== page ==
Manuel Aires Mateus builds minimalist concrete holiday homes with matching cutaways
Architect Manuel Aires Mateus has completed the Pateos holiday homes in Portugal, which look the same but are actually all different.
The family of four vacation houses near the popular seaside village of Melides each has a similar facade – a minimalist concrete gable punctured by large openings that share the same house-shaped outline.
But behind the exterior walls, Aires Mateus gave each property a different arrangement of indoor and outdoor spaces.
"We were interested in creating a family of spaces that allow different experiences," Aires Mateus told Dezeen. "The spaces are always unique, distinguished by the way they open to the outside and how they protect different living experiences."
The design concept was initiated by owners Sofia and Miguel Charters, who wanted to reinterpret Alentejo's architectural vernacular to support a modern vision of hospitality.
As a starting point, the couple asked Aires Mateus to explore different ways of integrating the patio – an element that is believed to have been introduced to the region during Moorish occupation centuries earlier.
The architect did this by giving each home a unique layout.
In each, the patio offers a different way of connecting the indoor living spaces with an experience of the natural landscape.
"We wanted these interior spaces to always extend outside," Aires Mateus explained.
"In a logical continuity, some spaces open onto patios that relate to the view, while others open onto private patios."
The first of the four single-storey houses has two bedrooms organised in a L-shape. The living spaces wrap around one large courtyard with a cutaway opening in its corner.
There are two one-bedroom houses. One is very linear, with two open yards on either side, while the other features a diagonally projecting bedroom wing and three largely private patios.
The fourth house has three bedrooms arranged in a cross-shaped plan that integrates a mix of open and enclosed patios in its four corners.
The houses are deliberately minimalist both inside and out, combining surfaces of bare concrete, unpainted plaster and natural wood.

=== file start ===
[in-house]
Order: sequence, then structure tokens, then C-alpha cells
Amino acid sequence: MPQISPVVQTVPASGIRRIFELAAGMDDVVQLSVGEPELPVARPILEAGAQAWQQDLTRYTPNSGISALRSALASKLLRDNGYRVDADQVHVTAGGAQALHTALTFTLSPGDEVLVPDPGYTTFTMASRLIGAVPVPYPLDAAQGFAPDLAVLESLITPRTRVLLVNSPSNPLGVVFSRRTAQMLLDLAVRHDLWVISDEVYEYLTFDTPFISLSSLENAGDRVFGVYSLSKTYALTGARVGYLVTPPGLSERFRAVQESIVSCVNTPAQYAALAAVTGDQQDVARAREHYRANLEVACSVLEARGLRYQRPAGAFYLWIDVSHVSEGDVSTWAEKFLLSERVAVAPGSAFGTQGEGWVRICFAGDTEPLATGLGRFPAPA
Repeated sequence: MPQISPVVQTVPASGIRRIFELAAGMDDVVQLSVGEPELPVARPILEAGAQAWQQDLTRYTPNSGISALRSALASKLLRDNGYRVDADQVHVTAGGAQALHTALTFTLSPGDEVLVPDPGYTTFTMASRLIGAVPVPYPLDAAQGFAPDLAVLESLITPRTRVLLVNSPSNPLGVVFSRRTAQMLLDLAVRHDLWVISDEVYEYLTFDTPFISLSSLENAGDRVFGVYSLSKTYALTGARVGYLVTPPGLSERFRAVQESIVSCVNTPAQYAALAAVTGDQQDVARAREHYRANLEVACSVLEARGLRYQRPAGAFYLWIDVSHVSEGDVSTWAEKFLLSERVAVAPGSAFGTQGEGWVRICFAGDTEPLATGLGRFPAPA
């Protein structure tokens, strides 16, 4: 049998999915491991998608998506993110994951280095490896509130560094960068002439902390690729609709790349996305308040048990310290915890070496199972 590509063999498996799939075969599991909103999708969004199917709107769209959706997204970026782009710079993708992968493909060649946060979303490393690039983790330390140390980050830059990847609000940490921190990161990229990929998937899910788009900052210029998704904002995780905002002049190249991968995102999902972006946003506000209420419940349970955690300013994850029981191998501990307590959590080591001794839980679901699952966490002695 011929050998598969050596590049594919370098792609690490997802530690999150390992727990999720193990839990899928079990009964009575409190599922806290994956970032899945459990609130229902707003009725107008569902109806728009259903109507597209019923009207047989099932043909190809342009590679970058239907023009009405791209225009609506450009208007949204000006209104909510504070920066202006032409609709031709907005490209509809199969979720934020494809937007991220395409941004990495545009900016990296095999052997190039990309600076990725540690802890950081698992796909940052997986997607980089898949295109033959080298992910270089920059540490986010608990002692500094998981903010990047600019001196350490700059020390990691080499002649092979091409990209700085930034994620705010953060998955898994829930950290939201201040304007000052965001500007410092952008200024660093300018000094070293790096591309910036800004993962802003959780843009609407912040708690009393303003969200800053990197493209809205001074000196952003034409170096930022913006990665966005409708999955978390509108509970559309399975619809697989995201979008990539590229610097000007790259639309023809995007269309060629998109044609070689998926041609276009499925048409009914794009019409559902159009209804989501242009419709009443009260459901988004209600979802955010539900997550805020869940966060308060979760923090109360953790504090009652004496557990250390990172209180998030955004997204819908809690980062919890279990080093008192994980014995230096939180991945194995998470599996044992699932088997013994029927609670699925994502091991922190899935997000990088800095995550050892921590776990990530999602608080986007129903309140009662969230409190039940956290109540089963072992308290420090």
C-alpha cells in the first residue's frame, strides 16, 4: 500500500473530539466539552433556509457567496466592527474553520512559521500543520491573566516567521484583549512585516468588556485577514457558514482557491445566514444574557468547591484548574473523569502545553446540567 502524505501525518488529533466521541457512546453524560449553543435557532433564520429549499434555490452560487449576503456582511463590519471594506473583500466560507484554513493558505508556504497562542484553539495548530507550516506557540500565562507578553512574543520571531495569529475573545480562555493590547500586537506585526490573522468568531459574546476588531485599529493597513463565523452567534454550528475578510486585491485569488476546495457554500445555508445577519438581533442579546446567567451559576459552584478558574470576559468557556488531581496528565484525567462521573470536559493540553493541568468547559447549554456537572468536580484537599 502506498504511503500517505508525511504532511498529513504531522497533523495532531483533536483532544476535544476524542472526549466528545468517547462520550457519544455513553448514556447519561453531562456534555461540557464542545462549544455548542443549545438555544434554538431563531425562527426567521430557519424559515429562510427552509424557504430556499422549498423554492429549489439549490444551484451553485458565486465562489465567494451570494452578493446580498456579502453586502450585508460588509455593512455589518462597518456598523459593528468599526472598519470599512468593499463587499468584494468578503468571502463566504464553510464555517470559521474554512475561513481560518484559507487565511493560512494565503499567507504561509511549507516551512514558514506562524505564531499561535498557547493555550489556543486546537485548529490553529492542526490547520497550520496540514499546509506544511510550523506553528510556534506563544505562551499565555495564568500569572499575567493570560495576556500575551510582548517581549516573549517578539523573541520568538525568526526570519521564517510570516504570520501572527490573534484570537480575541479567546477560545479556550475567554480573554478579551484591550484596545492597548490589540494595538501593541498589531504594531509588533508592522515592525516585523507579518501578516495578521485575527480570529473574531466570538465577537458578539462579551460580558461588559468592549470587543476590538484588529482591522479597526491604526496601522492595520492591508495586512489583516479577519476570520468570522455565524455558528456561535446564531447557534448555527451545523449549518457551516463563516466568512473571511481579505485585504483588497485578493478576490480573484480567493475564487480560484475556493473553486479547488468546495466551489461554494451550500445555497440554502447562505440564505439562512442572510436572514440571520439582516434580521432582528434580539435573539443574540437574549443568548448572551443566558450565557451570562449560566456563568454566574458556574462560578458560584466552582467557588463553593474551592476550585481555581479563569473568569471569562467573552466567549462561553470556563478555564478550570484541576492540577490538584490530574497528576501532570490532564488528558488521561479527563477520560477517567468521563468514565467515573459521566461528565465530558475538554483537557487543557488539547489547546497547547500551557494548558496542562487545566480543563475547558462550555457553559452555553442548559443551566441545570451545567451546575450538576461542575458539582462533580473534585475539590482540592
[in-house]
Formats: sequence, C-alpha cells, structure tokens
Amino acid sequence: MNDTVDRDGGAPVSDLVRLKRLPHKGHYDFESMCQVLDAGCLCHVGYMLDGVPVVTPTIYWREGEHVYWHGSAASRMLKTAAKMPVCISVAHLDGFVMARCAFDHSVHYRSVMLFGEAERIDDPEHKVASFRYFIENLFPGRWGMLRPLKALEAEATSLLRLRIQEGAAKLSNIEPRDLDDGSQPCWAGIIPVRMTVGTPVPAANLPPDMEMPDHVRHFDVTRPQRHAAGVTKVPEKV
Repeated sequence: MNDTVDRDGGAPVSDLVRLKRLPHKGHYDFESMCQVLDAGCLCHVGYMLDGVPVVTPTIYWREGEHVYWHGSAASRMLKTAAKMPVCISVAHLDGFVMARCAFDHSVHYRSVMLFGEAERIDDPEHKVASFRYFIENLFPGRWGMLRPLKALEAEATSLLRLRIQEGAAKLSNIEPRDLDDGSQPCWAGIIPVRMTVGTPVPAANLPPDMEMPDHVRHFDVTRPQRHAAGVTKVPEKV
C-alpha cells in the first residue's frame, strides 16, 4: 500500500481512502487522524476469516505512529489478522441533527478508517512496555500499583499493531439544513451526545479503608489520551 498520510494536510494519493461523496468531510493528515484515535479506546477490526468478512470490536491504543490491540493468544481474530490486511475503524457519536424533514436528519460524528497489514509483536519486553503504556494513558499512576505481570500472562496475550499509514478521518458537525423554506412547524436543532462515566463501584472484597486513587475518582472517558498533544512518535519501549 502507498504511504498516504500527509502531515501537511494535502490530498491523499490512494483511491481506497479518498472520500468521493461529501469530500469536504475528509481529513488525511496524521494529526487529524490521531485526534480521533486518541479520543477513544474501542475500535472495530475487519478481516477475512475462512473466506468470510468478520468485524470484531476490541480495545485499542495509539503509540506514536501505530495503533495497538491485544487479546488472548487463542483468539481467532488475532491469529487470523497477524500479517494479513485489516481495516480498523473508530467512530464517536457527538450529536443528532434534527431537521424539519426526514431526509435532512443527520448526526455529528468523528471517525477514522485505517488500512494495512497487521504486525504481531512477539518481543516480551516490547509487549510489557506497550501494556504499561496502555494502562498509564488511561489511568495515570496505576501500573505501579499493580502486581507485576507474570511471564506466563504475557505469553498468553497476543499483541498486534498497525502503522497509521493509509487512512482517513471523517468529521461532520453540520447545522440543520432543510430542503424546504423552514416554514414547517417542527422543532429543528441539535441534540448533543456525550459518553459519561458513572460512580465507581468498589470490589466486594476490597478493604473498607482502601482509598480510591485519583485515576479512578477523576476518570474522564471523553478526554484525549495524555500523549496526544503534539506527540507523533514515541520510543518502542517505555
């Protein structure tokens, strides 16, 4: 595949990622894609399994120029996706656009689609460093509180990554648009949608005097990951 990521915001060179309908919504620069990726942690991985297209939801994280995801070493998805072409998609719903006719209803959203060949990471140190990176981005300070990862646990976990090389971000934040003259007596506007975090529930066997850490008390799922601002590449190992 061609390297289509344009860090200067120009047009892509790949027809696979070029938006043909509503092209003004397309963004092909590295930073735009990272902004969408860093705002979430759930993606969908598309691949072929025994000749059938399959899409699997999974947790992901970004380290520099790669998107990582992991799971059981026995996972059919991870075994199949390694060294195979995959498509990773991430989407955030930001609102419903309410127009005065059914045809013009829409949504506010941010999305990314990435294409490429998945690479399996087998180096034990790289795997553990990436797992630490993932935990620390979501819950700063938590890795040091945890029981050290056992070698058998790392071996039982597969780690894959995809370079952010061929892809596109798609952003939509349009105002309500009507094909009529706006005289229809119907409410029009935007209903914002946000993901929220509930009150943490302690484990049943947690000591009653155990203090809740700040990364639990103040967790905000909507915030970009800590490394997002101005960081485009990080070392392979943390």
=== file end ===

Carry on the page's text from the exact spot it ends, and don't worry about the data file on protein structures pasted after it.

The gable-shaped windows, as well as the slanted ceilings, help to direct focus out towards the countryside scenery.
All four houses feature living rooms equipped with wood-burners and outdoor showers, and the largest house also contains fully equipped kitchen.
Aires Mateus and his brother, Francisco Aires Mateus, are among Portugal's most highly revered residential architects.
Although the brothers have their own Lisbon-based studios, they share a website and often collaborate on projects under the shared Aires Mateus moniker.
Recent projects include the curved concrete House in Monsaraz, also in Alentejo, and the new architecture faculty building at the Université Catholique de Louvain in Belgium.
Sofia and Miguel chose to work with Manuel because, as well as being a long-standing friend, he shares the couple love of "the beauty of simple things".
The four properties they have created are available for rent either individually or together, for up to 14 guests. An infinity pool was built alongside the homes.
"We want our guests to see, understand and feel the truth in this project," said the owners.
"With no hidden tricks, Pateos reflect the authenticity of materials without disregarding comfort and function, with the purpose of offering a genuine sensory experience."
The photography is by Francisco Nogueira.
Architects: Aires Mateus (Manuel Aires Mateus, João Esteves)
Interior design: Aires Mateus (Maria Rebelo Pinto)
Landscape: FC Landscape Architecture (Filipa Cardoso de Menezes, Catarina Assis Pacheco)
Project management: Fasquia